“Something very, very big happened over the last decade. It is being felt in every job, factory and school. My own shorthand is that the world went from “connected to hyper-connected” and, as a result, average is over, because employers now have so much easier, cheaper access to above-average software, automation and cheap genius from abroad. Brynjolfsson and McAfee, both at M.I.T., offer a more detailed explanation: We are at the start of the Second Machine Age.” Suddenly, the speed and slope of improvement, they argue, gets very fast and steep. Link
Interest rates WILL rise, the economy is healing and extremely accommodative rates are unsustainable if the population wants the government to grow, or benefit, from he economic expansion.
“The debt overhang has been greatly reduced, monetary policy has, and will, stay incredibly loose, to speed up global circulation of capital.”
Some non-investors may indirectly benefit from an up market. For example, a pension recipient may be less likely to face benefit cuts thanks to strong returns by a pension fund. A phenomenal past year in the stock market encourages wealthy consumers to spend more, which stimulates the economy. That is hoping that the jobless rate continues to fall.
A surprisingly weak December jobs report suggests the optimism got ahead of itself. The Labor Department reported today that employers added just 74,000 jobs in December from November, less than half economists’ expectations of about 200,000. Link
Despite the tepid (but still positive) job numbers in the last month of 2013: what the quote fails to mention is that the job gains made in the 11 other months have a positive effect on the economy, increased consumption, circulation, and confidence. Along with increased hiring, trade domestic, and international has also picked up.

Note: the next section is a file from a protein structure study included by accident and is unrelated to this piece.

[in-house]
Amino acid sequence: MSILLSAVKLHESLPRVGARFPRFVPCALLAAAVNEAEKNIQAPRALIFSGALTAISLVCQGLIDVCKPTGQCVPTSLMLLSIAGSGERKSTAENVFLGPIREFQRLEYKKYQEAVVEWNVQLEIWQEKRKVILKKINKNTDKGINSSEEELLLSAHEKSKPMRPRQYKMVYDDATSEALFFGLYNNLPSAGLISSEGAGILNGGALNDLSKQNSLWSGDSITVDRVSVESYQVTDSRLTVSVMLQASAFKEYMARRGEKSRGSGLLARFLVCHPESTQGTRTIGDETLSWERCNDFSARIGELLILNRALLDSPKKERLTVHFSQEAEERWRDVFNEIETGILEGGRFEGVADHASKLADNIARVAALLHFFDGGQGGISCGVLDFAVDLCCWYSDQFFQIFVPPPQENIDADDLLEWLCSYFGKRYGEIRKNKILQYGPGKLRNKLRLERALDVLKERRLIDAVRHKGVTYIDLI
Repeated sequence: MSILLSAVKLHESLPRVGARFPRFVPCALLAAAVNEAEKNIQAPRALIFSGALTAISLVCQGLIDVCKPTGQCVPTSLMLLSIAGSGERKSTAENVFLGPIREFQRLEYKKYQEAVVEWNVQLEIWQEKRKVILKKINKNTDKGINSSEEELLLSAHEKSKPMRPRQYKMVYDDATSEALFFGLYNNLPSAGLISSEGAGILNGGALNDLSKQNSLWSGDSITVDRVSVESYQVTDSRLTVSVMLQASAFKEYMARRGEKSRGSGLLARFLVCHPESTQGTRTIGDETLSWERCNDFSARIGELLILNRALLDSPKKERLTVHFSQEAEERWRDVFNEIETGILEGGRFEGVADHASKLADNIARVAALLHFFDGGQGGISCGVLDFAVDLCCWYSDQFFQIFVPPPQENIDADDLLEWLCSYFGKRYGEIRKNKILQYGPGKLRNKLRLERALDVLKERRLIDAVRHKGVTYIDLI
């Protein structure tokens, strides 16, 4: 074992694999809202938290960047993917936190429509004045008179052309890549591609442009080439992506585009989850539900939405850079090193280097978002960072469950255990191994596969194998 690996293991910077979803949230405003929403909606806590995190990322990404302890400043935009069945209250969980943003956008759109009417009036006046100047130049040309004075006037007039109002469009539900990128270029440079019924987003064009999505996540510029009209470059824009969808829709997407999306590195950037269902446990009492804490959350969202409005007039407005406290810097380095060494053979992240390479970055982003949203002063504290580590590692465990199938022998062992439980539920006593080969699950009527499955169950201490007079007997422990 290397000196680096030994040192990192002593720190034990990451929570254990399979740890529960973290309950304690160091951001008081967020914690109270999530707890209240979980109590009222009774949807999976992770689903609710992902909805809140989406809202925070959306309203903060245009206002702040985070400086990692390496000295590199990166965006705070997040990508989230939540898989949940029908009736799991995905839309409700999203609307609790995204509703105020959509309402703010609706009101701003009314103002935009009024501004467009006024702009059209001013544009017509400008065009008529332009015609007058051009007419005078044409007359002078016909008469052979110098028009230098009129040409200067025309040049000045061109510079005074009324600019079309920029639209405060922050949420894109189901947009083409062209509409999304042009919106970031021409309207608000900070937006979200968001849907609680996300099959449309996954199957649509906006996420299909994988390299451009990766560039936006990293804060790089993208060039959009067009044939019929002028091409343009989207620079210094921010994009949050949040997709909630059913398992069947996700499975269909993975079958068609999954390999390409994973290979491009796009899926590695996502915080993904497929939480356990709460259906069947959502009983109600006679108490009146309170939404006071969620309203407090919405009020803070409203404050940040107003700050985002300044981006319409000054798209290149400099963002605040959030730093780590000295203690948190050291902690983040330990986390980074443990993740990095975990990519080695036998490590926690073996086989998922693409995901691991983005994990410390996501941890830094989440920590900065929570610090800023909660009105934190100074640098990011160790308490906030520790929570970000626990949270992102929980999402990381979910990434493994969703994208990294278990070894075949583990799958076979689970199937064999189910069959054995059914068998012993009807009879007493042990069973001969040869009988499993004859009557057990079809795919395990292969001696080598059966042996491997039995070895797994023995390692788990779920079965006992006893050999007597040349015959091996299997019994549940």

Technically we have forfeited our, honest, trade numbers to China, However, although China is clearly in the lead, they still report inflated numbers. Curious.
China Customs, everyone agrees, counted a substantial number of fictitious export transactions last year. Even with China reporting their trade numbers in an extremely optimistic manner. Link
Although with these factitious trade numbers, the global economy is set to expand in 2014, led by the US and China.
It is impossible to time a pullback. The only thing to hope for is that it is not so severe that it takes out new market participants. A mentor of mine said: “this is not a trading market, rather, it is a long time-horizon market.” Which bolsters the point made earlier in the piece, fundamental, rather than top-down analysis is what will drive returns in this market. For this year expect, again, equities to rise, perhaps buoyed by employment, housing and trade.
Janet Yellen (the new FED chairwoman) doesn’t need to worry about when to remove stimulus, instead she has the perhaps more daunting task of retightening (increasing interest rates). Potentially even more detrimental than when “tapering” was announced. The markets, and businesses have grown accustomed to borrowing money for virtually no rate. Hoping the economy strengthens enough so that rates may actually rise, and the government actually make income on their loans. This (long term) might be a boon for the broad equity indices.
Expect around 4% growth, a much faster rate than what we’ve grown accustomed to, except last year. There does not seem to be too much (irregular) political noise. All positive factors for this years market. While pent-up buying does not seem too apparent, as that was clearly apparent in 2013, what might be the theme this year is that “retail” investors might come back into the market place. As well as increased investment in once shunned markets.
Europe will (and is currently) exit recession, with the peripheral economies benefiting from the strongest relative improvement in growth prospects. Meanwhile, 3% annual GDP growth is no longer out of reach for the United States. And emerging economies will be anchored by China’s slower but still-robust 7% annual growth. Link